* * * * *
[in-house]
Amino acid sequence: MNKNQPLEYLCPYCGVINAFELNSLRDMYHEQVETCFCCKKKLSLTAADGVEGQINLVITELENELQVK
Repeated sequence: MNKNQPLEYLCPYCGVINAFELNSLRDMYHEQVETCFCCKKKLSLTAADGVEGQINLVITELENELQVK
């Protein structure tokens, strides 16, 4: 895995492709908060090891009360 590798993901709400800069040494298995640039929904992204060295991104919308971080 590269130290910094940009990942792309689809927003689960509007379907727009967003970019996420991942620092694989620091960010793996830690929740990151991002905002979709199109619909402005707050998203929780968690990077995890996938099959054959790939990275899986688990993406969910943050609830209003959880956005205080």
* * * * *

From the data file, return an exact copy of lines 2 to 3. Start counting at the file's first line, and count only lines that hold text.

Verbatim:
Amino acid sequence: MNKNQPLEYLCPYCGVINAFELNSLRDMYHEQVETCFCCKKKLSLTAADGVEGQINLVITELENELQVK
Repeated sequence: MNKNQPLEYLCPYCGVINAFELNSLRDMYHEQVETCFCCKKKLSLTAADGVEGQINLVITELENELQVK